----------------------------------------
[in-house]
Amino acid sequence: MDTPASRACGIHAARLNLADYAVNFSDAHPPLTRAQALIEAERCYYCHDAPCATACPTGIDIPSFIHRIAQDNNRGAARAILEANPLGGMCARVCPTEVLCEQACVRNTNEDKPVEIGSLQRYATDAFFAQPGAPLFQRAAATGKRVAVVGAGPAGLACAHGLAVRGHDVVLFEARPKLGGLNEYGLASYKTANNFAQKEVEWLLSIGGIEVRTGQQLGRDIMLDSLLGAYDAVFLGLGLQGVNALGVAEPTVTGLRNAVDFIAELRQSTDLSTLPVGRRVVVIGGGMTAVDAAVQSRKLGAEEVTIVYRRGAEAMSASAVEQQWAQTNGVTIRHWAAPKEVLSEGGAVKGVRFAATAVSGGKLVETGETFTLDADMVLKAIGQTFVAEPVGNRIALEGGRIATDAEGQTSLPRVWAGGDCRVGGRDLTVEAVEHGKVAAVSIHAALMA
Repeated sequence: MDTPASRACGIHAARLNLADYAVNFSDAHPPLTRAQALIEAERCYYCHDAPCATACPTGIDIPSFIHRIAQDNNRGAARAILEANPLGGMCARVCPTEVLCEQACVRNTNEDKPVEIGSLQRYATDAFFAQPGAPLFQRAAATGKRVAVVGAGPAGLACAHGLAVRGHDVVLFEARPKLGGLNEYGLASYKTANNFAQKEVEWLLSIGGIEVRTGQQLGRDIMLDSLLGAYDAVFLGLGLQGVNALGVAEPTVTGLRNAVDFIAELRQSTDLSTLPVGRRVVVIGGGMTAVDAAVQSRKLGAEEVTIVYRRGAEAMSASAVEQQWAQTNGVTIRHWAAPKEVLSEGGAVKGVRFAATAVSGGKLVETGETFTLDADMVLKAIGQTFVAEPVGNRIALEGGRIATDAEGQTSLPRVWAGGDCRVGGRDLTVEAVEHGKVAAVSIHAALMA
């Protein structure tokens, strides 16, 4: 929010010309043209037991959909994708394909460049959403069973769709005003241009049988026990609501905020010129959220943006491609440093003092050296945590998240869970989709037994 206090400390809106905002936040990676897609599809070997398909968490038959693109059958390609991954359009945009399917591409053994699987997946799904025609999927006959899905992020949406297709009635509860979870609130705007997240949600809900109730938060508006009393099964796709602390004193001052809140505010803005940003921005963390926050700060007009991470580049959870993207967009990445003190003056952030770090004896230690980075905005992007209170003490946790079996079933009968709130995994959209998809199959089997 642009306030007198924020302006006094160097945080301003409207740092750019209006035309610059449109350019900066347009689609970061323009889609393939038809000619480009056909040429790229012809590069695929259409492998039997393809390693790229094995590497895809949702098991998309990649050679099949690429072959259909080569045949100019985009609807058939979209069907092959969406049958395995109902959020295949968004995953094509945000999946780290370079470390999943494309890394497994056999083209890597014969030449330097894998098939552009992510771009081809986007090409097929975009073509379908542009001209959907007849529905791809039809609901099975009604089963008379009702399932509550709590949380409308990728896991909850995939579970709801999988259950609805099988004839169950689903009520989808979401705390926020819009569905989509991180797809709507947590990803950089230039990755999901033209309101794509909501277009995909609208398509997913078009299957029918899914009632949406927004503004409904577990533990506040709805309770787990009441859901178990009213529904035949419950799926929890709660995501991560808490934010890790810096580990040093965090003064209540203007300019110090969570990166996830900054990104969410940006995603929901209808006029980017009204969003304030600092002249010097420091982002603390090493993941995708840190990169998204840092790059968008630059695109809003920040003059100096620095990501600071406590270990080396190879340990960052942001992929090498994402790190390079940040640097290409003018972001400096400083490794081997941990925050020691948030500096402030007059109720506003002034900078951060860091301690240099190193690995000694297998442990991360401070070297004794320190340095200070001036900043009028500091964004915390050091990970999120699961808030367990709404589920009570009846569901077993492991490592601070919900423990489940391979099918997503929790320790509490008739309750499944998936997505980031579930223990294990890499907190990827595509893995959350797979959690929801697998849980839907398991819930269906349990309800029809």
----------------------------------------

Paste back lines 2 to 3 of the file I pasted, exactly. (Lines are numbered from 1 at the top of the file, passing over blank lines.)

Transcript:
Amino acid sequence: MDTPASRACGIHAARLNLADYAVNFSDAHPPLTRAQALIEAERCYYCHDAPCATACPTGIDIPSFIHRIAQDNNRGAARAILEANPLGGMCARVCPTEVLCEQACVRNTNEDKPVEIGSLQRYATDAFFAQPGAPLFQRAAATGKRVAVVGAGPAGLACAHGLAVRGHDVVLFEARPKLGGLNEYGLASYKTANNFAQKEVEWLLSIGGIEVRTGQQLGRDIMLDSLLGAYDAVFLGLGLQGVNALGVAEPTVTGLRNAVDFIAELRQSTDLSTLPVGRRVVVIGGGMTAVDAAVQSRKLGAEEVTIVYRRGAEAMSASAVEQQWAQTNGVTIRHWAAPKEVLSEGGAVKGVRFAATAVSGGKLVETGETFTLDADMVLKAIGQTFVAEPVGNRIALEGGRIATDAEGQTSLPRVWAGGDCRVGGRDLTVEAVEHGKVAAVSIHAALMA
Repeated sequence: MDTPASRACGIHAARLNLADYAVNFSDAHPPLTRAQALIEAERCYYCHDAPCATACPTGIDIPSFIHRIAQDNNRGAARAILEANPLGGMCARVCPTEVLCEQACVRNTNEDKPVEIGSLQRYATDAFFAQPGAPLFQRAAATGKRVAVVGAGPAGLACAHGLAVRGHDVVLFEARPKLGGLNEYGLASYKTANNFAQKEVEWLLSIGGIEVRTGQQLGRDIMLDSLLGAYDAVFLGLGLQGVNALGVAEPTVTGLRNAVDFIAELRQSTDLSTLPVGRRVVVIGGGMTAVDAAVQSRKLGAEEVTIVYRRGAEAMSASAVEQQWAQTNGVTIRHWAAPKEVLSEGGAVKGVRFAATAVSGGKLVETGETFTLDADMVLKAIGQTFVAEPVGNRIALEGGRIATDAEGQTSLPRVWAGGDCRVGGRDLTVEAVEHGKVAAVSIHAALMA